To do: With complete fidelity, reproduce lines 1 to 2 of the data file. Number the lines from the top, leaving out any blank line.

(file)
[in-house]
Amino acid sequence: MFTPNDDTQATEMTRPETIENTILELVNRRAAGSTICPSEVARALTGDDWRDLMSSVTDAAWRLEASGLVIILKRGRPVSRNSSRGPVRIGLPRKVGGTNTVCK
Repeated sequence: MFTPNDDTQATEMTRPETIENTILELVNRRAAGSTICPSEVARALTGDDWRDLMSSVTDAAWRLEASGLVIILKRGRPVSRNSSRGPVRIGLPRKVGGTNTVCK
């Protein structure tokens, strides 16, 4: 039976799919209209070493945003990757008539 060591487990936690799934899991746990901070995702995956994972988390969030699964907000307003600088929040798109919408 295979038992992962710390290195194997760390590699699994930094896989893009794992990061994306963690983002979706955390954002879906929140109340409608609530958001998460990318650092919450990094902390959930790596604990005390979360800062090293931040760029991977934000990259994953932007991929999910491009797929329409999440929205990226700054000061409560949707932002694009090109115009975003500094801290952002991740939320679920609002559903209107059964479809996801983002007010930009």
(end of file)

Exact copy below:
[in-house]
Amino acid sequence: MFTPNDDTQATEMTRPETIENTILELVNRRAAGSTICPSEVARALTGDDWRDLMSSVTDAAWRLEASGLVIILKRGRPVSRNSSRGPVRIGLPRKVGGTNTVCK